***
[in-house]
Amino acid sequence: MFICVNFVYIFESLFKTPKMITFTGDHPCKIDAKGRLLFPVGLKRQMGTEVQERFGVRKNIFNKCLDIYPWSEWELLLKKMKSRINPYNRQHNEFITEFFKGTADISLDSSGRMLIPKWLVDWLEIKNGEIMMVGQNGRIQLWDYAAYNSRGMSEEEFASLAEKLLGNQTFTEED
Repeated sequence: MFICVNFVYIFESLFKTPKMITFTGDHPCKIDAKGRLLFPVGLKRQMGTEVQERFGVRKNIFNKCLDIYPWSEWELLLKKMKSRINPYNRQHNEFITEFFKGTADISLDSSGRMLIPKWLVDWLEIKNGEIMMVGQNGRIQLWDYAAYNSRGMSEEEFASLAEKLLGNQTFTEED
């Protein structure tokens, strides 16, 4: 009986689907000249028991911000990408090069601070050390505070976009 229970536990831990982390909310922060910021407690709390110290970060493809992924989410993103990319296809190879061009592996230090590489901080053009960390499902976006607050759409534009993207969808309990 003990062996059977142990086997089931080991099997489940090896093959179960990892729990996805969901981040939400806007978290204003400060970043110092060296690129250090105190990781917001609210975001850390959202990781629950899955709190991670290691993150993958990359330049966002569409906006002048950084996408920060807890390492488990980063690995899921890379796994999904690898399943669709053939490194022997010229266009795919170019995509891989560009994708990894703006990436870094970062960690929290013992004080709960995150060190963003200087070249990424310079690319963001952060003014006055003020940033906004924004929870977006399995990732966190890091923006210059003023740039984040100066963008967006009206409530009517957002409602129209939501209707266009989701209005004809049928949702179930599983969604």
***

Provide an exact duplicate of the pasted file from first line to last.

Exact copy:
[in-house]
Amino acid sequence: MFICVNFVYIFESLFKTPKMITFTGDHPCKIDAKGRLLFPVGLKRQMGTEVQERFGVRKNIFNKCLDIYPWSEWELLLKKMKSRINPYNRQHNEFITEFFKGTADISLDSSGRMLIPKWLVDWLEIKNGEIMMVGQNGRIQLWDYAAYNSRGMSEEEFASLAEKLLGNQTFTEED
Repeated sequence: MFICVNFVYIFESLFKTPKMITFTGDHPCKIDAKGRLLFPVGLKRQMGTEVQERFGVRKNIFNKCLDIYPWSEWELLLKKMKSRINPYNRQHNEFITEFFKGTADISLDSSGRMLIPKWLVDWLEIKNGEIMMVGQNGRIQLWDYAAYNSRGMSEEEFASLAEKLLGNQTFTEED
């Protein structure tokens, strides 16, 4: 009986689907000249028991911000990408090069601070050390505070976009 229970536990831990982390909310922060910021407690709390110290970060493809992924989410993103990319296809190879061009592996230090590489901080053009960390499902976006607050759409534009993207969808309990 003990062996059977142990086997089931080991099997489940090896093959179960990892729990996805969901981040939400806007978290204003400060970043110092060296690129250090105190990781917001609210975001850390959202990781629950899955709190991670290691993150993958990359330049966002569409906006002048950084996408920060807890390492488990980063690995899921890379796994999904690898399943669709053939490194022997010229266009795919170019995509891989560009994708990894703006990436870094970062960690929290013992004080709960995150060190963003200087070249990424310079690319963001952060003014006055003020940033906004924004929870977006399995990732966190890091923006210059003023740039984040100066963008967006009206409530009517957002409602129209939501209707266009989701209005004809049928949702179930599983969604």